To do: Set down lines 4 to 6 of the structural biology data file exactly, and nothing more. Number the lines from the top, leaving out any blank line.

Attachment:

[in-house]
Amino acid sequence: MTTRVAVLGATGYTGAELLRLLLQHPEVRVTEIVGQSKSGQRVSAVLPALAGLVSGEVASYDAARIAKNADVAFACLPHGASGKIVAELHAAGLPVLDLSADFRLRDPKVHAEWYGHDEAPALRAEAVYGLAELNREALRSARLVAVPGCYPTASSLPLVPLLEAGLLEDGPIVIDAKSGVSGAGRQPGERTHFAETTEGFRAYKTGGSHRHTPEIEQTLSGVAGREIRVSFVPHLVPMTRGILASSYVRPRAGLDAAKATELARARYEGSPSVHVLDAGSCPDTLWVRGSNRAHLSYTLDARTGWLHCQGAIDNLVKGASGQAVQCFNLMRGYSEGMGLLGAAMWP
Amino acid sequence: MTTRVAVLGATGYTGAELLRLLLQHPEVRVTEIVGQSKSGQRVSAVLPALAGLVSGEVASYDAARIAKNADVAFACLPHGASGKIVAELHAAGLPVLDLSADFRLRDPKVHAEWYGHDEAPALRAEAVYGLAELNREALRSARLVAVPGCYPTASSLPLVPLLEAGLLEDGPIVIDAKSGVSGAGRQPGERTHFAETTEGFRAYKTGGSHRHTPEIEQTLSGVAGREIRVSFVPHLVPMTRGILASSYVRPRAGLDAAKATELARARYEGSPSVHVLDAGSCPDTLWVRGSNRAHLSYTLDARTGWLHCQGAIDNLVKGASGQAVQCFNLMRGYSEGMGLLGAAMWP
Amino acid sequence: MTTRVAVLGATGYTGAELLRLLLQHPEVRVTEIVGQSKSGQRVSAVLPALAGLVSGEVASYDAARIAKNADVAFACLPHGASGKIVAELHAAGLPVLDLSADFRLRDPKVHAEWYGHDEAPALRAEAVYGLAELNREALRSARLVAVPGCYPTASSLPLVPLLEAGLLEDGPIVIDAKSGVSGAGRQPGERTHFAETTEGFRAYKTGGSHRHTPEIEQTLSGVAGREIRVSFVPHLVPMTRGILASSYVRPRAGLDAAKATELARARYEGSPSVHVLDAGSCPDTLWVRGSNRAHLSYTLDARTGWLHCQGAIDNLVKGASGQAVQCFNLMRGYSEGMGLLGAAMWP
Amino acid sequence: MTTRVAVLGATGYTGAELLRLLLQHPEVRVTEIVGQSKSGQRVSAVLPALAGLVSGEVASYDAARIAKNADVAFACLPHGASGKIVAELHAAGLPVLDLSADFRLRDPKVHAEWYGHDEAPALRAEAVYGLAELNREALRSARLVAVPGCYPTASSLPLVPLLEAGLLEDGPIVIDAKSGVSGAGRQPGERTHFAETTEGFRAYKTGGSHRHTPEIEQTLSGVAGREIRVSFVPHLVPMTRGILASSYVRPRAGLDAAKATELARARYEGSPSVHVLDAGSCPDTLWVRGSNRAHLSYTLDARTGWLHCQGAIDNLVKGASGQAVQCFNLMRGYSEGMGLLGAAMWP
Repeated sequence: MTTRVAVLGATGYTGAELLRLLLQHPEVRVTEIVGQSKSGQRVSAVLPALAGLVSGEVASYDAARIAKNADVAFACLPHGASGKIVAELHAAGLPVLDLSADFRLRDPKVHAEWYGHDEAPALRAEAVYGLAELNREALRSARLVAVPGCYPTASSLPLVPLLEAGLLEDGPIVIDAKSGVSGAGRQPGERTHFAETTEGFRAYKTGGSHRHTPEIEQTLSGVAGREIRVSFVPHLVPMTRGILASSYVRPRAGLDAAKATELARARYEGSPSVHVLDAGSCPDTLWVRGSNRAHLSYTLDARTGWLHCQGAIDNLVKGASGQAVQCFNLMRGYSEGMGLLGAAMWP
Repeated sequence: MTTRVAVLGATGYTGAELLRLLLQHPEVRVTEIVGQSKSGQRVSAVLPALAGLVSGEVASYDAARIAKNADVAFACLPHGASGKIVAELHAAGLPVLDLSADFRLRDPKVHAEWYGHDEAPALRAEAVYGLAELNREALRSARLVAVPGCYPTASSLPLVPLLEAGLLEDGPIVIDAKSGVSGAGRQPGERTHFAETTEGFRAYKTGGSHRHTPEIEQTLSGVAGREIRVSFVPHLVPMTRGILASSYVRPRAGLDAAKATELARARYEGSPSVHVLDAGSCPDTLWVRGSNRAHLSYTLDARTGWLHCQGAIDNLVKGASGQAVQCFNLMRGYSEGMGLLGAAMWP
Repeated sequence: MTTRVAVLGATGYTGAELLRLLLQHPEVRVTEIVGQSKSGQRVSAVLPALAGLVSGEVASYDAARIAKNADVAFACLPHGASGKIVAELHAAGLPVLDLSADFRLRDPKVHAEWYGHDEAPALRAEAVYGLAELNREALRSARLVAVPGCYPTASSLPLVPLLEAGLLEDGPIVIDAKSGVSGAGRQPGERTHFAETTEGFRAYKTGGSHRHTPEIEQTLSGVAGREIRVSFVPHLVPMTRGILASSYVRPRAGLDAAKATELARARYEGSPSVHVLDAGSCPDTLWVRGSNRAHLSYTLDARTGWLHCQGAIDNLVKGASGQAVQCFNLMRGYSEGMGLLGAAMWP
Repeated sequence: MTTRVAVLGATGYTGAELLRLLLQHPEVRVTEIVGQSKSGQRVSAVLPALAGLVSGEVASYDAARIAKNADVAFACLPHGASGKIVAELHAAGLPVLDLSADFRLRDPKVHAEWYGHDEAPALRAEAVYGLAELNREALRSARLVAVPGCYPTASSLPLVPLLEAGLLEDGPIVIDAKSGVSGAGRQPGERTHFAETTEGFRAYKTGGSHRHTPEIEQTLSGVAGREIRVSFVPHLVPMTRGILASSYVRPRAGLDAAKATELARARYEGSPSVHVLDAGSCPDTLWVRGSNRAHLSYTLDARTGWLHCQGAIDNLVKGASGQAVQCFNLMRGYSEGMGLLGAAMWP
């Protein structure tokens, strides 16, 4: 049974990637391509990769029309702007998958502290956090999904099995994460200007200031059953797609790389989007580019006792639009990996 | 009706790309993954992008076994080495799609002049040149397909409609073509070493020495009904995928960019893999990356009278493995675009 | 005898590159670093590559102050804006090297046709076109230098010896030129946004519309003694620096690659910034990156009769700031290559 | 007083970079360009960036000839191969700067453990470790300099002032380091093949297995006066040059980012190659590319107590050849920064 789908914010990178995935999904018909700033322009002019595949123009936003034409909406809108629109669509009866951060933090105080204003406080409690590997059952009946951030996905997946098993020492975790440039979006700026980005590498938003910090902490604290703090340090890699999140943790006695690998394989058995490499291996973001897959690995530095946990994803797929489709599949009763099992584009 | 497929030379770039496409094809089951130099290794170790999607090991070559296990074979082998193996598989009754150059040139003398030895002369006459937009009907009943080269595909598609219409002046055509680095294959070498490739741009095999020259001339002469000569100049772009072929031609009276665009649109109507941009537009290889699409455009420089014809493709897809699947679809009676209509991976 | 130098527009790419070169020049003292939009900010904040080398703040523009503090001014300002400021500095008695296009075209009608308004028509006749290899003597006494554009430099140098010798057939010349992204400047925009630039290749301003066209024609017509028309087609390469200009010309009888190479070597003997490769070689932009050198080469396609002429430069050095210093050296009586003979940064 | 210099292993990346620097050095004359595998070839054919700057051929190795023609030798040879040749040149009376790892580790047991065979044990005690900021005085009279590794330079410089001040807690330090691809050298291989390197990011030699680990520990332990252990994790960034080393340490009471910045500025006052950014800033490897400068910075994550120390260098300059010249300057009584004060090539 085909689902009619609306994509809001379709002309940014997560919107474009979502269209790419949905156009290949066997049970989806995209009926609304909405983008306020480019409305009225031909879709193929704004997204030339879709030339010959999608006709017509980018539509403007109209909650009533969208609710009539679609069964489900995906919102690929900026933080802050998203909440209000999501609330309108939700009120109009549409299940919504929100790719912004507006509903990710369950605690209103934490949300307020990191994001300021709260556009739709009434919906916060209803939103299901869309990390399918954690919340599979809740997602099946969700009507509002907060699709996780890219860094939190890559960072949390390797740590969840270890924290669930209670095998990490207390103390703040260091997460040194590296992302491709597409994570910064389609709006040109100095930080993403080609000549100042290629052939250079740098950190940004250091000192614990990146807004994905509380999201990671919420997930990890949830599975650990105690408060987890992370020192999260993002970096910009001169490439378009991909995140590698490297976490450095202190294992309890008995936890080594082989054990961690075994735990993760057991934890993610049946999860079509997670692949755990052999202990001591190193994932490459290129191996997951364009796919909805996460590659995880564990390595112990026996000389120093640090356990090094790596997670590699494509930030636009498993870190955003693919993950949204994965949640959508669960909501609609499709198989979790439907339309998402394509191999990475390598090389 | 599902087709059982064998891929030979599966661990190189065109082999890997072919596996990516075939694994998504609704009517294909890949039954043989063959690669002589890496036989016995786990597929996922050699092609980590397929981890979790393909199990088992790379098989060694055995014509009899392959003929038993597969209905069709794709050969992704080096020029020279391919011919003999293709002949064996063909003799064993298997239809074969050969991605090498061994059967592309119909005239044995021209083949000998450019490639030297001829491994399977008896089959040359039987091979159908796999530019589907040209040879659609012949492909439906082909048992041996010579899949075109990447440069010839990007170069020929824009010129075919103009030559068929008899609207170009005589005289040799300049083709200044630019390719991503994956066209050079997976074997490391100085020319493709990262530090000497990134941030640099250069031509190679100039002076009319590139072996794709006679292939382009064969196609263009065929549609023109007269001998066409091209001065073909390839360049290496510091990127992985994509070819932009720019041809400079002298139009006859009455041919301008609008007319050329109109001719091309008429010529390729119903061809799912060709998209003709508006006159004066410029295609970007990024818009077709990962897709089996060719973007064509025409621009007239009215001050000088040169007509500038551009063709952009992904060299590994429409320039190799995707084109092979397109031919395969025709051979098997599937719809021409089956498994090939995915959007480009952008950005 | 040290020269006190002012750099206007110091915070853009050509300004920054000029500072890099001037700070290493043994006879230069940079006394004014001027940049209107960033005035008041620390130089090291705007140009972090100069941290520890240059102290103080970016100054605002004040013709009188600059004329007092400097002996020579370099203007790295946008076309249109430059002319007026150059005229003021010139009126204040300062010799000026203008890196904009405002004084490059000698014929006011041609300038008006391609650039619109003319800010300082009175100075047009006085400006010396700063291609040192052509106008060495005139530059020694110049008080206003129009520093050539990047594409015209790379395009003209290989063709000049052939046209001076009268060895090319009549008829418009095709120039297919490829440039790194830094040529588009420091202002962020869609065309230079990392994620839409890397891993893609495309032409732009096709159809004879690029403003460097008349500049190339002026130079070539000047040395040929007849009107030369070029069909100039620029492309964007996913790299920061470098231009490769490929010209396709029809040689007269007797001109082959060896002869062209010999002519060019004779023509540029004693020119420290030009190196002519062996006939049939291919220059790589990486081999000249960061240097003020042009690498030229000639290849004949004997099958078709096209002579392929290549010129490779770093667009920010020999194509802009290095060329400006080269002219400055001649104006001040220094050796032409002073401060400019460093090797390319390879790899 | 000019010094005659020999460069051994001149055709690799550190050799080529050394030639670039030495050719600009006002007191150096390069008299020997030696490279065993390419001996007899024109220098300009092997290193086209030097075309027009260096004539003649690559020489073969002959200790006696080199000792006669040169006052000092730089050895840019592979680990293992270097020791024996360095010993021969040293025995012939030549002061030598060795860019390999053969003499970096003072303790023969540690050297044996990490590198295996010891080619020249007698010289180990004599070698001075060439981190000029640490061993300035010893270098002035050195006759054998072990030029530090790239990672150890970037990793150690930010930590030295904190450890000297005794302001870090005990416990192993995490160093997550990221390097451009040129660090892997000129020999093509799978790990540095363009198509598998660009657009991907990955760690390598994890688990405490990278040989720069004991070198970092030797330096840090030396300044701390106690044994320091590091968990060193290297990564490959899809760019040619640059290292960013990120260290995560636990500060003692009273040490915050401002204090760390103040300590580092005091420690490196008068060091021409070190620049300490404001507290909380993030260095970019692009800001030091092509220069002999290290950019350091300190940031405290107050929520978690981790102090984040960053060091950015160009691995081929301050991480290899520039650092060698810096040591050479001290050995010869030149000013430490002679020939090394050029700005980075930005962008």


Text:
Amino acid sequence: MTTRVAVLGATGYTGAELLRLLLQHPEVRVTEIVGQSKSGQRVSAVLPALAGLVSGEVASYDAARIAKNADVAFACLPHGASGKIVAELHAAGLPVLDLSADFRLRDPKVHAEWYGHDEAPALRAEAVYGLAELNREALRSARLVAVPGCYPTASSLPLVPLLEAGLLEDGPIVIDAKSGVSGAGRQPGERTHFAETTEGFRAYKTGGSHRHTPEIEQTLSGVAGREIRVSFVPHLVPMTRGILASSYVRPRAGLDAAKATELARARYEGSPSVHVLDAGSCPDTLWVRGSNRAHLSYTLDARTGWLHCQGAIDNLVKGASGQAVQCFNLMRGYSEGMGLLGAAMWP
Amino acid sequence: MTTRVAVLGATGYTGAELLRLLLQHPEVRVTEIVGQSKSGQRVSAVLPALAGLVSGEVASYDAARIAKNADVAFACLPHGASGKIVAELHAAGLPVLDLSADFRLRDPKVHAEWYGHDEAPALRAEAVYGLAELNREALRSARLVAVPGCYPTASSLPLVPLLEAGLLEDGPIVIDAKSGVSGAGRQPGERTHFAETTEGFRAYKTGGSHRHTPEIEQTLSGVAGREIRVSFVPHLVPMTRGILASSYVRPRAGLDAAKATELARARYEGSPSVHVLDAGSCPDTLWVRGSNRAHLSYTLDARTGWLHCQGAIDNLVKGASGQAVQCFNLMRGYSEGMGLLGAAMWP
Repeated sequence: MTTRVAVLGATGYTGAELLRLLLQHPEVRVTEIVGQSKSGQRVSAVLPALAGLVSGEVASYDAARIAKNADVAFACLPHGASGKIVAELHAAGLPVLDLSADFRLRDPKVHAEWYGHDEAPALRAEAVYGLAELNREALRSARLVAVPGCYPTASSLPLVPLLEAGLLEDGPIVIDAKSGVSGAGRQPGERTHFAETTEGFRAYKTGGSHRHTPEIEQTLSGVAGREIRVSFVPHLVPMTRGILASSYVRPRAGLDAAKATELARARYEGSPSVHVLDAGSCPDTLWVRGSNRAHLSYTLDARTGWLHCQGAIDNLVKGASGQAVQCFNLMRGYSEGMGLLGAAMWP